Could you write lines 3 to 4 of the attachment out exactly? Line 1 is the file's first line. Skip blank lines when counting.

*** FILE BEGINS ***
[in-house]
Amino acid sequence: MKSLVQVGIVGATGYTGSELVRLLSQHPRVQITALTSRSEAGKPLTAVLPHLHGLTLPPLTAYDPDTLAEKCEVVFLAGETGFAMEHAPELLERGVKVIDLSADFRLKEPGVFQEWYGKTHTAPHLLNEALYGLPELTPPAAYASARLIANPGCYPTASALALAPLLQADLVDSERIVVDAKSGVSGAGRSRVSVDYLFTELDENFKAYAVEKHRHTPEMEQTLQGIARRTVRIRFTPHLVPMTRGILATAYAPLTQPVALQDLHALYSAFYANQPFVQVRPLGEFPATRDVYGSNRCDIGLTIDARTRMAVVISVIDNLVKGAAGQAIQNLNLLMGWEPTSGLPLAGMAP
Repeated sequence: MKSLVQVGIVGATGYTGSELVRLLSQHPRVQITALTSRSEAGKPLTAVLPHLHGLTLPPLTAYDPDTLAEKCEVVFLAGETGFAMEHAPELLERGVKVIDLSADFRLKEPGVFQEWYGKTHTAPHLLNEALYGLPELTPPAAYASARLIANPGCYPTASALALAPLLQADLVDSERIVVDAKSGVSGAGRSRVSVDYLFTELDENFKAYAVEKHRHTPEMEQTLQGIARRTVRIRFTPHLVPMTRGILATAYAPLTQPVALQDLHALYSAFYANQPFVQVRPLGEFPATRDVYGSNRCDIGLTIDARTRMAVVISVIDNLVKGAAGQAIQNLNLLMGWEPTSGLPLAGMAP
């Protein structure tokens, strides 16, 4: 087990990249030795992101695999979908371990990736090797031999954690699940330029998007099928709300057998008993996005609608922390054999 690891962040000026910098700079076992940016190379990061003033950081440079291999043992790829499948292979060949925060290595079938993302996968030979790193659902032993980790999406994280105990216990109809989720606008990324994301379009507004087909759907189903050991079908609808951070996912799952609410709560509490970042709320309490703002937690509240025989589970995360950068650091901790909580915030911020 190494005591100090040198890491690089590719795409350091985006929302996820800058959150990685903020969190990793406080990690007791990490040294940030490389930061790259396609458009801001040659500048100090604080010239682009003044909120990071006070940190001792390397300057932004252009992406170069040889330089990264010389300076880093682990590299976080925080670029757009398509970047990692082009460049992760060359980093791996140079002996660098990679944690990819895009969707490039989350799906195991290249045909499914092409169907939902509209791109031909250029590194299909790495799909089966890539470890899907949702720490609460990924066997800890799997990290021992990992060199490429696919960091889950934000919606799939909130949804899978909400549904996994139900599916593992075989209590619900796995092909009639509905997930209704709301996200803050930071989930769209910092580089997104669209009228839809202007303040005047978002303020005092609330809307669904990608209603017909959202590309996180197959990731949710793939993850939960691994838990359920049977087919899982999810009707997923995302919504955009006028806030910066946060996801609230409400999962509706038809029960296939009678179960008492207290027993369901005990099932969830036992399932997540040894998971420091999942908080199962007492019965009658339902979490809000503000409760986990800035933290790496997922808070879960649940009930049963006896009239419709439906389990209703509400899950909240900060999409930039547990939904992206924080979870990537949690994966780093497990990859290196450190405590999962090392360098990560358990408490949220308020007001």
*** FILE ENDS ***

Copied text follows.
Repeated sequence: MKSLVQVGIVGATGYTGSELVRLLSQHPRVQITALTSRSEAGKPLTAVLPHLHGLTLPPLTAYDPDTLAEKCEVVFLAGETGFAMEHAPELLERGVKVIDLSADFRLKEPGVFQEWYGKTHTAPHLLNEALYGLPELTPPAAYASARLIANPGCYPTASALALAPLLQADLVDSERIVVDAKSGVSGAGRSRVSVDYLFTELDENFKAYAVEKHRHTPEMEQTLQGIARRTVRIRFTPHLVPMTRGILATAYAPLTQPVALQDLHALYSAFYANQPFVQVRPLGEFPATRDVYGSNRCDIGLTIDARTRMAVVISVIDNLVKGAAGQAIQNLNLLMGWEPTSGLPLAGMAP
């Protein structure tokens, strides 16, 4: 087990990249030795992101695999979908371990990736090797031999954690699940330029998007099928709300057998008993996005609608922390054999 690891962040000026910098700079076992940016190379990061003033950081440079291999043992790829499948292979060949925060290595079938993302996968030979790193659902032993980790999406994280105990216990109809989720606008990324994301379009507004087909759907189903050991079908609808951070996912799952609410709560509490970042709320309490703002937690509240025989589970995360950068650091901790909580915030911020 190494005591100090040198890491690089590719795409350091985006929302996820800058959150990685903020969190990793406080990690007791990490040294940030490389930061790259396609458009801001040659500048100090604080010239682009003044909120990071006070940190001792390397300057932004252009992406170069040889330089990264010389300076880093682990590299976080925080670029757009398509970047990692082009460049992760060359980093791996140079002996660098990679944690990819895009969707490039989350799906195991290249045909499914092409169907939902509209791109031909250029590194299909790495799909089966890539470890899907949702720490609460990924066997800890799997990290021992990992060199490429696919960091889950934000919606799939909130949804899978909400549904996994139900599916593992075989209590619900796995092909009639509905997930209704709301996200803050930071989930769209910092580089997104669209009228839809202007303040005047978002303020005092609330809307669904990608209603017909959202590309996180197959990731949710793939993850939960691994838990359920049977087919899982999810009707997923995302919504955009006028806030910066946060996801609230409400999962509706038809029960296939009678179960008492207290027993369901005990099932969830036992399932997540040894998971420091999942908080199962007492019965009658339902979490809000503000409760986990800035933290790496997922808070879960649940009930049963006896009239419709439906389990209703509400899950909240900060999409930039547990939904992206924080979870990537949690994966780093497990990859290196450190405590999962090392360098990560358990408490949220308020007001």